The Greek shooter knows she could help create future medal rivals for herself by mentoring youngsters as an Athlete Role Model.
The Greek shooter is determined to make the greatest possible impact as an Athlete Role Model (ARM) at next year’s Youth Olympic Games (YOG) in Buenos Aires.
Some athletes might hold back from helping a youngster if they knew their protégé could challenge them for an Olympic medal in the future. Not Anna Korakaki.
The Greek shooter is determined to make the greatest possible impact as an Athlete Role Model (ARM) at next year’s Youth Olympic Games (YOG) in Buenos Aires – even if it risks costing her personally at the “big Games” in Tokyo two years later.
“Many competitors from Nanjing (the 2014 Youth Games) went on to win medals in Rio (the 2016 Summer Games) in many sports, so it’s possible of course,” said the Rio 2016 double medallist. “It would be awesome (if an athlete she mentors next year rivals her for a medal in 2020) and I would be so emotional, I would cry. It gives me goosebumps just thinking about it.”
Korakaki will turn 22 next year, which will make her just four years older than the eldest athletes in Buenos Aires. So would she be worried that anyone she helped in Argentina could later deny her glory in Japan?
“No, not at all,” she said. “It would be the absolute opposite of this. I would be delighted if I knew that I had even a tiny part in their success. Because I would not be the responsible one, the athlete and coach would be. If I played a part, it would be like 0.02 per cent, if they remembered my words, and if I could experience that I would have some great emotions.”
Such selflessness is perhaps unsurprising in someone who is studying to be a teacher for people with a disability, and who says she has “always just wanted to help people” since she was a child.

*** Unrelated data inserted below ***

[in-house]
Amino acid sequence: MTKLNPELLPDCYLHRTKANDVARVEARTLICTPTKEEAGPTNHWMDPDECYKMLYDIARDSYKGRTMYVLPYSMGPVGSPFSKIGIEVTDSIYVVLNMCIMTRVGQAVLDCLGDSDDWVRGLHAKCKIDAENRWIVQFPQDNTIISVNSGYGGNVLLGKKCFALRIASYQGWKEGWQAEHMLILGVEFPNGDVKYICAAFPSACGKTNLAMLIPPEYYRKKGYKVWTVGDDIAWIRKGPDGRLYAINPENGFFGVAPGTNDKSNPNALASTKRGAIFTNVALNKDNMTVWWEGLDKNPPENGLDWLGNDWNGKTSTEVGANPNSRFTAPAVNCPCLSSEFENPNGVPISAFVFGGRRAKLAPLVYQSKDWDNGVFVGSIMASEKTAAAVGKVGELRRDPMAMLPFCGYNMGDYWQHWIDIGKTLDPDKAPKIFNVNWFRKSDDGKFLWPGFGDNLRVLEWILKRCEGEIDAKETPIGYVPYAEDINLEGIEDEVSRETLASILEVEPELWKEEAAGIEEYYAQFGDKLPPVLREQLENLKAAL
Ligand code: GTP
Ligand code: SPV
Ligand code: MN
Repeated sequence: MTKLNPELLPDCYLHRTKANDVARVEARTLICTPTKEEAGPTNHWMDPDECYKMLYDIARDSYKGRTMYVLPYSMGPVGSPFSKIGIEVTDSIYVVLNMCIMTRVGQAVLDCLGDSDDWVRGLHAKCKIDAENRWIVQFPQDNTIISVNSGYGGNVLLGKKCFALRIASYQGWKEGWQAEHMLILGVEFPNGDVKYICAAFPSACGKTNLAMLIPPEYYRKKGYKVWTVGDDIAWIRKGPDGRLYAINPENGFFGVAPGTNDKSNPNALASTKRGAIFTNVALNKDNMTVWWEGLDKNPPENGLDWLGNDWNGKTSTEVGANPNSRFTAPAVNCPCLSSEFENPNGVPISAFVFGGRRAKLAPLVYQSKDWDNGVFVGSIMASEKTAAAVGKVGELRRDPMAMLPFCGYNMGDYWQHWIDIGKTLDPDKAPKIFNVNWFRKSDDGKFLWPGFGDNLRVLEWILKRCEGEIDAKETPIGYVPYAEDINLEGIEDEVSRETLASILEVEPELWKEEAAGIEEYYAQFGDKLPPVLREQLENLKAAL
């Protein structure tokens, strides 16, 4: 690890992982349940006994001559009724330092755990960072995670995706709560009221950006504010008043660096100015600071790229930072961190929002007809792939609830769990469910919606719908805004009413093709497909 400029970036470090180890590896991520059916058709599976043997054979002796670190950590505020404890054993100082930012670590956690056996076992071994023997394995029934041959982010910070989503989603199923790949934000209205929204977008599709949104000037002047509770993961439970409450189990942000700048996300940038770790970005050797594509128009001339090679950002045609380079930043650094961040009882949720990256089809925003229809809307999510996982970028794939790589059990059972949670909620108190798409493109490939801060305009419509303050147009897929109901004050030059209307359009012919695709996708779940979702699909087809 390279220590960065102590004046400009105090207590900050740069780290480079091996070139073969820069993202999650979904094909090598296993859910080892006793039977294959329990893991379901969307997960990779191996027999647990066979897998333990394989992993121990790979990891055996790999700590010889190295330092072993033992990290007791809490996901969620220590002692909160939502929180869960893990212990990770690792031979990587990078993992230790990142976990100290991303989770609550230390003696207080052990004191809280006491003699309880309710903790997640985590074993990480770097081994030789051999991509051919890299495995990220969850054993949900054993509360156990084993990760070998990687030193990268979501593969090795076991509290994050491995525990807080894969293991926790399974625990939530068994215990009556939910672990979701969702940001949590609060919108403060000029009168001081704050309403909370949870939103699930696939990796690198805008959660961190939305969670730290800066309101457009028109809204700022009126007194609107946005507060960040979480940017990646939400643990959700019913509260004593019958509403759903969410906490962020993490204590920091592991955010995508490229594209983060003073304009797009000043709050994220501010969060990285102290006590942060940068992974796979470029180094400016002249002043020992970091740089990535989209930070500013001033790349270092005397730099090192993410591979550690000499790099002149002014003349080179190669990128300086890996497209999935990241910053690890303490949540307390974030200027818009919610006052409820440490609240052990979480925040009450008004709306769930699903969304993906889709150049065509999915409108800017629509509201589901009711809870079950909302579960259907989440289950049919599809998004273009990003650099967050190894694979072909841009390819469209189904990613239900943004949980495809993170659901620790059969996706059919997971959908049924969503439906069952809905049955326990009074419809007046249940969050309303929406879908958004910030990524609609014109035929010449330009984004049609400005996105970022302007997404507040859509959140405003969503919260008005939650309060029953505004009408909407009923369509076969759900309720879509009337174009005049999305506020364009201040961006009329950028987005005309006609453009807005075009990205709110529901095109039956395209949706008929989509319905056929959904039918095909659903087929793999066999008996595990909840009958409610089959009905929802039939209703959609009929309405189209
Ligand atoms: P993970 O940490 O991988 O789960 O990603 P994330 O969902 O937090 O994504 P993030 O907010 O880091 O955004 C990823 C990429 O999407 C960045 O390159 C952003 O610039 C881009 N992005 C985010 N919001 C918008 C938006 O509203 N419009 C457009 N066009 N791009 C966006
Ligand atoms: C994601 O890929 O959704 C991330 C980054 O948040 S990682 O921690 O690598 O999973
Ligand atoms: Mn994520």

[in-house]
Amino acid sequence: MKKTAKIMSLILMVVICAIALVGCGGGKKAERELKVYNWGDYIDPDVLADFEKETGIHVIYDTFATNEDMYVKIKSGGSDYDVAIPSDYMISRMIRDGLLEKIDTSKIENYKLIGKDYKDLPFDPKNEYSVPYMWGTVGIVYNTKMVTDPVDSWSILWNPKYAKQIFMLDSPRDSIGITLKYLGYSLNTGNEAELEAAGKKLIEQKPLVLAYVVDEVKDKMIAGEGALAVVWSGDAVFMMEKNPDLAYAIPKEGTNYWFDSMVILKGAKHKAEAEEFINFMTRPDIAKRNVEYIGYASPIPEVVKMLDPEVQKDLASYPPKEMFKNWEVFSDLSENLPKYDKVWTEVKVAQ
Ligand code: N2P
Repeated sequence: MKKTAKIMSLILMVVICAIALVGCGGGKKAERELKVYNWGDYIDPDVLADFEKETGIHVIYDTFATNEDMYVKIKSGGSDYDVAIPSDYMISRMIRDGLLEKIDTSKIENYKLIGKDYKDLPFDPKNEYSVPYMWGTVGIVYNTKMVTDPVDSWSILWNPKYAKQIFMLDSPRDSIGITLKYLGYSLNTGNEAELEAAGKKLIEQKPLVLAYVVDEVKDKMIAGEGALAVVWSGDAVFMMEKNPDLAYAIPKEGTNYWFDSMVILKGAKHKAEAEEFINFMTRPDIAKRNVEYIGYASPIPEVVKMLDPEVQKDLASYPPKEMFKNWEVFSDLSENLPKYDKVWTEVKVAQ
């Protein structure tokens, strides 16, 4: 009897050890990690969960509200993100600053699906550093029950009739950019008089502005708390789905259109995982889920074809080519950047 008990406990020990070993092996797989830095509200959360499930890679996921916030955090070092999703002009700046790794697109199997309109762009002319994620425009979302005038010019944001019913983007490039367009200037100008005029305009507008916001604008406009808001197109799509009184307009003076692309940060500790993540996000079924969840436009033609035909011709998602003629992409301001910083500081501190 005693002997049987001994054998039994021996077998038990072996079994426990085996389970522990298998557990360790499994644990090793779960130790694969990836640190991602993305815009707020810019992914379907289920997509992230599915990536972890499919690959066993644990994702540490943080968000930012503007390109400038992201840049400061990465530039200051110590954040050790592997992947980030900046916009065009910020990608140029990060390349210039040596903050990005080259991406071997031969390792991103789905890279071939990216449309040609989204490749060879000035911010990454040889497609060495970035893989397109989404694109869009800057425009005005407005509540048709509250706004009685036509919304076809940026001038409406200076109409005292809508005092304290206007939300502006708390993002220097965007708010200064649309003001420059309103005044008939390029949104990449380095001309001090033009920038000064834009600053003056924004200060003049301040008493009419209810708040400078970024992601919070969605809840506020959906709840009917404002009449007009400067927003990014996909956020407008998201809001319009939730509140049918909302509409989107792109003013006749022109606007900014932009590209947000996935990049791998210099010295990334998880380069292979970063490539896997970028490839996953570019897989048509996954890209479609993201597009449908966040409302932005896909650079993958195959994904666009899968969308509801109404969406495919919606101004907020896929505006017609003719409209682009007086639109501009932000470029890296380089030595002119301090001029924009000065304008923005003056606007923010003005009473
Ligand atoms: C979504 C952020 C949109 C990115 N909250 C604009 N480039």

But Korakaki has a steely side too, as she showed to become the first Greek woman to win two Olympic medals in the same Games by taking gold in the 25m pistol and bronze in the 10m air pistol in Rio.
She will bring that character and experience to her role at the YOG, where she and 49 other sport stars will mentor and guide the 3,998 competing athletes as part of the International Olympic Committee’s ARM programme.
Through workshops and activities at the Youth Olympic Village, as well as in informal chats and by being behind the scenes at competition venues, the ARMs will work to inspire the youngsters to fulfil their potential, both on and off the field of play.
And Korakaki – who admits to being “seriously emotional” when she was asked to be an ARM – has already identified which type of athletes she will be most able to help in Buenos Aires.
“I will be more needed by the non-successful athletes, the ones who don’t get on the podium,” she said. “That’s something I’ve experienced, so I know that they need you a bit more, you have to motivate them.
“The others ones, after winning, are happy and they don’t need that much help because they have succeeded, while the other ones are disappointed, like me in 2014.”
Korakaki was referring to the dismay she felt at the Nanjing 2014 Youth Olympic Games when she came agonisingly close to earning a medal but finished fourth.
She knows the pain and she turned it to her advantage. So any young athlete who suffers heartbreak in Buenos Aires should be pleased if they see Korakaki coming their way in their moment of need.